American Jewish Identity Politics by Deborah Dash Moore

By Deborah Dash Moore

"Displays the total diversity of knowledgeable, considerate opinion at the position of Jews within the American politics of identity."---David A. Hollinger, Preston Hotchkis Professor of yank historical past, college of California, Berkeley "A interesting anthology whose essays crystallize the main salient beneficial properties of yankee Jewish lifestyles within the moment 1/2 the 20 th century."---Beth S. Wenger, Katz kinfolk affiliate Professor of yankee Jewish background and Director of the Jewish reviews application, college of Pennsylvania Written through students who grew up after international warfare II and the Holocaust who participated in political struggles within the Sixties and Nineteen Seventies and who articulated some of the formative thoughts of contemporary Jewish reports, this anthology presents a window into an period of social switch. those women and men are one of the best students of Jewish heritage, society and culture. The quantity is equipped round contested issues in American Jewish lifestyles: the Holocaust and international warfare II, spiritual pluralism and authenticity, intermarriage and Jewish continuity. therefore, it deals one of many few possibilities for college kids to benefit approximately those debates from player scholars. Contributors:Hasia R. DinerArnold M. EisenSylvia Barack FishmanArthur GreenJeffrey GurockPaula E. HymanEgon MayerAlvin H. RosenfeldJonathan D. SarnaStephen J. Whitfield Deborah sprint Moore is Director of the Jean and Samuel Frankel heart for Judaic reports and Frederick G. L. Huetwell Professor of historical past on the college of Michigan.

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Special sales in local stores coincided with Jewish holidays like Rosh Hashanah or Passover, promoting patterns of consumption linked to Judaism. Strikes in Jewish industries, especially the garment trades, resonated throughout the streets of Jewish neighborhoods. 16 When Jews Were GIs 27 Just as young Jews were aware of a Jewish world, they were similarly conscious of discrimination and prejudice. "Almost every Chicago boy born into the 1930S Depression and the pre-World War II years had a Siamese twin brother: fear.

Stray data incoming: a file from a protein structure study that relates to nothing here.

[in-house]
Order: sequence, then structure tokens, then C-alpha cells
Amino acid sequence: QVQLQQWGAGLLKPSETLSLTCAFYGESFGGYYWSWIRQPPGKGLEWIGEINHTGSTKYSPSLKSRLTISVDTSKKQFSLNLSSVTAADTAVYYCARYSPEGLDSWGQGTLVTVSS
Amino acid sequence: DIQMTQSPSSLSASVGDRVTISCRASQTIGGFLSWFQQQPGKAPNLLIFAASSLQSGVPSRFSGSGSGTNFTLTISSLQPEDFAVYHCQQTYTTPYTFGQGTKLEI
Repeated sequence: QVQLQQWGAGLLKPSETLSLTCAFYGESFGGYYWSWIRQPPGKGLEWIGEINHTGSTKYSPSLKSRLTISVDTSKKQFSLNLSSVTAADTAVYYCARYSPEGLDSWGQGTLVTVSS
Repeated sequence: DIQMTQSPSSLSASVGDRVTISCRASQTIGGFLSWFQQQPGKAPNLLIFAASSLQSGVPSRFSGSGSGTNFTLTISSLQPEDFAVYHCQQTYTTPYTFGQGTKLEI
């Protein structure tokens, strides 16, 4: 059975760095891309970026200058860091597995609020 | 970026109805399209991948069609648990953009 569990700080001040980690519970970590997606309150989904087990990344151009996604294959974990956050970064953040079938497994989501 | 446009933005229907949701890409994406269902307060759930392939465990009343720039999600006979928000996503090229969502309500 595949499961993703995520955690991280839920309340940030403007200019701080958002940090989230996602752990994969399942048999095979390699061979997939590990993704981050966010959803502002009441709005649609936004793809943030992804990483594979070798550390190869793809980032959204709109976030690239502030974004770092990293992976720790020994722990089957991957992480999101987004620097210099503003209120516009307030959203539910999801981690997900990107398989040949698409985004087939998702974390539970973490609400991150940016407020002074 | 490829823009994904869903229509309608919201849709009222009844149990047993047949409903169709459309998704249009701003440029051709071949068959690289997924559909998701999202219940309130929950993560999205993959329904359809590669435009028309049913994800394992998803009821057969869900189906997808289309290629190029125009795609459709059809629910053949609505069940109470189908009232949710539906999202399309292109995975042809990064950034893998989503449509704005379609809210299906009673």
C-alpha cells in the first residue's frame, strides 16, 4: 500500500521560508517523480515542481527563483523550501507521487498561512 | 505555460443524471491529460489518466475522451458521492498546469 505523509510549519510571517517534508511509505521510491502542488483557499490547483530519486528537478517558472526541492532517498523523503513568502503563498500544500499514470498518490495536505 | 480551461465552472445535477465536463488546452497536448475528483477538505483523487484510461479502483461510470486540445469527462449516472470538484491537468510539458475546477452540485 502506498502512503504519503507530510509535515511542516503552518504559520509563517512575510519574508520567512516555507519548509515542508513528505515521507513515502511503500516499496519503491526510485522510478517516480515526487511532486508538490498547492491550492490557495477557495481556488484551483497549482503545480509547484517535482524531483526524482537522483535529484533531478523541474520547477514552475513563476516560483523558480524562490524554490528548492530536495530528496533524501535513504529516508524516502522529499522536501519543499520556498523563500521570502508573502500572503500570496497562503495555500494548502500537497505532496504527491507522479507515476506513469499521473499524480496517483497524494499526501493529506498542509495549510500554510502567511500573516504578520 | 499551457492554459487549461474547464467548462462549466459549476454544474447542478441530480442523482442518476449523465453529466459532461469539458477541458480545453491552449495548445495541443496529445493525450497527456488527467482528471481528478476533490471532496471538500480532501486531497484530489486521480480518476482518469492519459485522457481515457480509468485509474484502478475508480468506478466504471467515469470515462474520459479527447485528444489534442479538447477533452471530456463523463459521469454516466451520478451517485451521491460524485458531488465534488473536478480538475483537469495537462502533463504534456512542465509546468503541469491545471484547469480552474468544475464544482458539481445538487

Gus Tyler, "The Intellectual and the ILGWU," in Rosenberg and Goldstein, Creators and Disturbers, 174-75. 68. Gotbaum, "New York Labor Movement," 250. 69. Baron, "What War Has Meant," 507. 70. Henry L. Feingold, A Time for Searching: Entering the Mainstream, I920-I945 (Baltimore: Johns Hopkins University Press, 1992), 251-59; Stember, "Public Attitudes," 78-85. 71. "Historical Statement," Conference on Science, Philosophy and Religion, Joseph and Miriam Ratner Center for the Study of Conservative Judaism, Jewish Theological Seminary, New York.

12 Kate Simon knew that Italian immigrants lived on the east side of LaFontaine Street but she considered them "just Jews who didn't talk Yiddish. "13 Comfortable in their own world, New York Jews rarely ventured outside of it. "14 The organized Jewish community in northeastern and Midwestern cities presented a picture of institutional completeness. Schools of all types-religious, congregational, communal, Zionist, Yiddishist, socialist, communist-and of all levels-elementary, secondary, vocational, college, teacher training, graduate-flourished or expected to flourish.

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